; IF EXIST %PROJECT%.EXE DEL %PROJECT%.EXE
; IF NOT EXIST MAIN.BAT GOTO ERRAS
; %DRV%:%BIN%\%AS% %ASFLAGS% MAIN.BAT -o MAIN.OBJ
; IF ERRORLEVEL 1 GOTO ERRAS
; %DRV%:%BIN%\%LD% %LDFLAGS% /LIBPATH:"%DRV%:%LIB%" MAIN.OBJ %LIBS%
; IF ERRORLEVEL 1 GOTO ERRLD
; IF EXIST MAIN.OBJ DEL MAIN.OBJ
; IF EXIST MAIN.EXE REN MAIN.EXE %PROJECT%.EXE
; DIR /B /A-D
; GOTO DONE
; :ERRAS
; ECHO.
; ECHO Assembly Error
; GOTO DONE
; :ERRLD
; ECHO.
; ECHO Linker Error
; GOTO DONE
; :DONE
; ECHO.
; PAUSE
;::::::::::::::::::::::::::::::::::::::::::::::::::::::::::::::::::::::::::


This is pretty much just preprocessor code, only thing it generates is 'xor eax, eax';'push eax';'call _ExitProcess@4'. Which can be ignored along with the batch code for building. Just save the file as MAIN.BAT then run it and view the output, you will notice that for each INVK line, depending on what the final argument is it takes a different path in the macro (displaying a different error message to the screen at that point because of the %ERROR directives). If you want to learn more about this stuff, check the NASM Manual pages for %IFIDN/%IFIDNI and the negative versions %IFNIDN/%IFNIDNI. One of the most common uses I've seen for it is to overload PUSH/POP/MOV/etc. opcodes so they can "directly" access the EIP/IP register (or appear to anyways). Making code like 'MOV , EIP' possible by overloading MOV and using "%IFIDNI %2, EIP" then handling appropriately. Not really wise as it'll lead to confusion if someone later tries to port that code over to another assembler, but it can cut down on typing and does make EIP seem more like a GPR... But yea, basically those are just doing a direct comparison of the symbol you are passing rather than the symbol's value, so there is no need to use %DEFINE or %ASSIGN before hand.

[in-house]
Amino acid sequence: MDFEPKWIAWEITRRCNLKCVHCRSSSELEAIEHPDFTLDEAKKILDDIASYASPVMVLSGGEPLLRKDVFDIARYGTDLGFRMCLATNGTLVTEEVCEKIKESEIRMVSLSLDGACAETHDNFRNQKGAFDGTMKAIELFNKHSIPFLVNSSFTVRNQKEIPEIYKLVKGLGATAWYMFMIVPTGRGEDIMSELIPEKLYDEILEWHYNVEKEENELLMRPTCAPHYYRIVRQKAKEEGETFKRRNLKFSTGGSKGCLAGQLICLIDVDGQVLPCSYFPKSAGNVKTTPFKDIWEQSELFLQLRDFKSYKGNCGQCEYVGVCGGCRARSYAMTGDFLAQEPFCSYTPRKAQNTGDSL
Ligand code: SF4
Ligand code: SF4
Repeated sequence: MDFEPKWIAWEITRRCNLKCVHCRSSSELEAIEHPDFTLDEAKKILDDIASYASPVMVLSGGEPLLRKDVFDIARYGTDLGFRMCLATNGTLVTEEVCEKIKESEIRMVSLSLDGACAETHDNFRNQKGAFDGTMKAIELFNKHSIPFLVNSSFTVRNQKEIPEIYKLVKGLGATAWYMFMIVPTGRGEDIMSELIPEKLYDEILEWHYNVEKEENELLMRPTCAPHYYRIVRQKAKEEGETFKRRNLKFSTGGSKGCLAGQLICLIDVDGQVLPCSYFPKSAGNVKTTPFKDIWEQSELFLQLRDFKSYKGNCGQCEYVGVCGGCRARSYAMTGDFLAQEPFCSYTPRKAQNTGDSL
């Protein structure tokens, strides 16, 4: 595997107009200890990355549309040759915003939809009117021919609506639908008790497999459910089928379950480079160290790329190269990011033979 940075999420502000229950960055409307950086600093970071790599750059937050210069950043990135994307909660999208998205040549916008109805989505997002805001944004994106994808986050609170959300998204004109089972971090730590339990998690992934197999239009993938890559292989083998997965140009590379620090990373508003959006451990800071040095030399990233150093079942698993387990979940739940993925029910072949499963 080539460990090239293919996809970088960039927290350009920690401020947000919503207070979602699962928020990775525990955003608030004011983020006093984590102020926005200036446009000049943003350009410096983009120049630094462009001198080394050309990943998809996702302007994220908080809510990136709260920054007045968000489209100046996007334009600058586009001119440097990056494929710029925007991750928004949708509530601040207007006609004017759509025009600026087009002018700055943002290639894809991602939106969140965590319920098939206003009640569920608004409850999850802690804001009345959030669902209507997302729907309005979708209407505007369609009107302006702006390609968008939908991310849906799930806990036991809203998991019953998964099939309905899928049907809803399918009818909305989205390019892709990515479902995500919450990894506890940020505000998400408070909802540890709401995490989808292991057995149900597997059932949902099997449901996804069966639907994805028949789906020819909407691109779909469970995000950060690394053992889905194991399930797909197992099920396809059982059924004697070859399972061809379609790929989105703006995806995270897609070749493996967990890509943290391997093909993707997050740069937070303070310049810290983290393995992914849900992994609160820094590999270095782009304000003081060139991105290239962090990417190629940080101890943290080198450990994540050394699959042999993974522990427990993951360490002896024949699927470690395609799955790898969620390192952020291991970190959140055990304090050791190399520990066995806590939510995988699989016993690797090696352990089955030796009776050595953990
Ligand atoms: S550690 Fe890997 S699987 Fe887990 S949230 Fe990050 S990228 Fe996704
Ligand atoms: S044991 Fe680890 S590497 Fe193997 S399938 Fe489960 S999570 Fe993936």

Regards,
Bryant Keller
Posted on 2007-12-10 19:40:58 by Synfire
Jesus Christ. Read this post Bryant. It took me like 3 days to find what the problem was. Thanks for all the help by the way. It is working now.
Posted on 2007-12-13 08:24:30 by XCHG
Heh, no worries mate. Every once in a while you'll come across small quirks in NASM like that. I didn't check to see if that was causing your error because I figured when you %define'd the symbol with no value and tried to pass it to the macro it was being translated before it reached the %IFIDN so the condition was failing since %1 would no longer equal '__STDCALL__' rather ''. I'm glad you were able to work it out.
Posted on 2007-12-13 11:04:44 by Synfire